Lawrenceville Corporation and Lawrenceville United Stand in Solidarity with Protesters Calling for Justice for Black Lives
Lawrenceville United and Lawrenceville Corporation stand in solidarity with protests calling for justice for George Floyd, Breonna Taylor, Tony McDade, and countless others, and demanding change to the continued realities of structural racism, oppression, and violence against Black Americans across our nation and in our backyard.
Right here in Lawrenceville, we see these disparities reflected in our neighborhood’s legacy as a redlined neighborhood and through ongoing displacement that disproportionately affects our Black neighbors. We see racial disparities in our public schools, where the large opportunity gap results in an achievement gap that persists at over 30 points, and where Black girls are referred to police more often than 99% of similar cities. We see it in our criminal justice system, where nearly 84% of youth who are arrested are Black, despite only accounting for 25% of the City’s population.
Our local economy is riddled with these same racial disparities. While Black men in Pittsburgh attain higher levels of education than those in 60% of comparable cities, the concentration of Black men in lower paying jobs is higher in Pittsburgh than 99% of other cities. Given the gap between White and Black employment rates, Pittsburgh’s low Black employment is not due to the local economy, but the failure and refusal of local employers to hire Black workers seeking jobs. The Pittsburgh Metro Area has one of the lowest rates of black homeownership in the country, evidence of Black applicants for all types of loans being rejected at more than double the rate of White applicants. And most recently, it was estimated that 90% of businesses of color stood no chance at all of receiving funds from the Small Business Administration to support business operations in the wake of COVID-19.
We can’t call ourselves an inclusive or safe neighborhood while these realities persist for our Black and Brown neighbors.
These inequities are systemic, and we all have responsibility in addressing them. At LU, we’ll continue to strive to live up to our mission of improving quality of life for all, while championing equity and inclusion as core values of our organization and our community. Some of the ways we’re continuing to address these issues include: advocating for housing and education justice, working to address disparities in public safety by co-facilitating implicit bias and bystander intervention trainings, providing full scholarships to vendors representing Black and other underrepresented identities at the Lawrenceville Farmers Market, budgeting funds in 2020 for anti-racism and anti-oppression trainings for our organization and the community, and recently changing our by-laws to allow former residents–including those who have been displaced–to be able to vote and run for our Board of Directors. At LC, we are also investing in training for our organization and working to build organizational leadership and committees that are more inclusive and diverse, while also developing new programs focused on protecting and supporting minority and women owned businesses and entrepreneurs. We are committed to advancing fairness, justice, and equity through our work and will demand dignity, respect, and opportunity for all from all community planning and development projects.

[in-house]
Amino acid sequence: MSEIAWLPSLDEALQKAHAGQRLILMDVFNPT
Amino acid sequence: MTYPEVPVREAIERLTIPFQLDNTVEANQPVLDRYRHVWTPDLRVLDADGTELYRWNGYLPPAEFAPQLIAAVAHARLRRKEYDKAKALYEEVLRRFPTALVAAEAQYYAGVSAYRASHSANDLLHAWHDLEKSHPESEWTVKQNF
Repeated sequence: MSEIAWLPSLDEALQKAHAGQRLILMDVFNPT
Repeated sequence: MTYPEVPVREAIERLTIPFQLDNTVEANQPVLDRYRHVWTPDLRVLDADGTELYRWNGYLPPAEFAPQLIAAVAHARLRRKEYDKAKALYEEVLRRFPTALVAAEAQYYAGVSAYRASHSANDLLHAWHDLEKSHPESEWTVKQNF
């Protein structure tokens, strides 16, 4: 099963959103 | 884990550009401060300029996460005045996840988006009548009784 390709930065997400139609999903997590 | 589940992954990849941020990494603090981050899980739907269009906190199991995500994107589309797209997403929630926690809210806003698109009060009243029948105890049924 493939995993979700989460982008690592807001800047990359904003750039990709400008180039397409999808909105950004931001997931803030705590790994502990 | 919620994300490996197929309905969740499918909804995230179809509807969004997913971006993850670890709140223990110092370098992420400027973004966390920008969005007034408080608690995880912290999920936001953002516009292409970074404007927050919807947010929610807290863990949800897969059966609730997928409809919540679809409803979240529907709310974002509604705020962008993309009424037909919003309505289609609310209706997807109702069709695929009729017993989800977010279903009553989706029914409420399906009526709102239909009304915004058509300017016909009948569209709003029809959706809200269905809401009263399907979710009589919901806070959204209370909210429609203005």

We recognize there is more work to do, and as ever, we invite your input on how we’re doing and how we can do better.
In a spirit of unity and urgency, we’re encouraging residents and other stakeholders who are able to make a contribution to local Black-led organizations that are on the front lines of racial justice in Pittsburgh. This week, we’re encouraging our neighbors to give to 1Hood Media, “a collective of socially conscious artists and activists who utilize art to raise awareness about social justice matters,” providing platforms for youth to tell their own stories and inspiring the activists of tomorrow. You can donate to their organization here, or by stopping by the “Info Booth” at Opening Day at the Lawrenceville Farmers Market (Tuesday, June 2nd from 4-7 p.m. at Arsenal Park).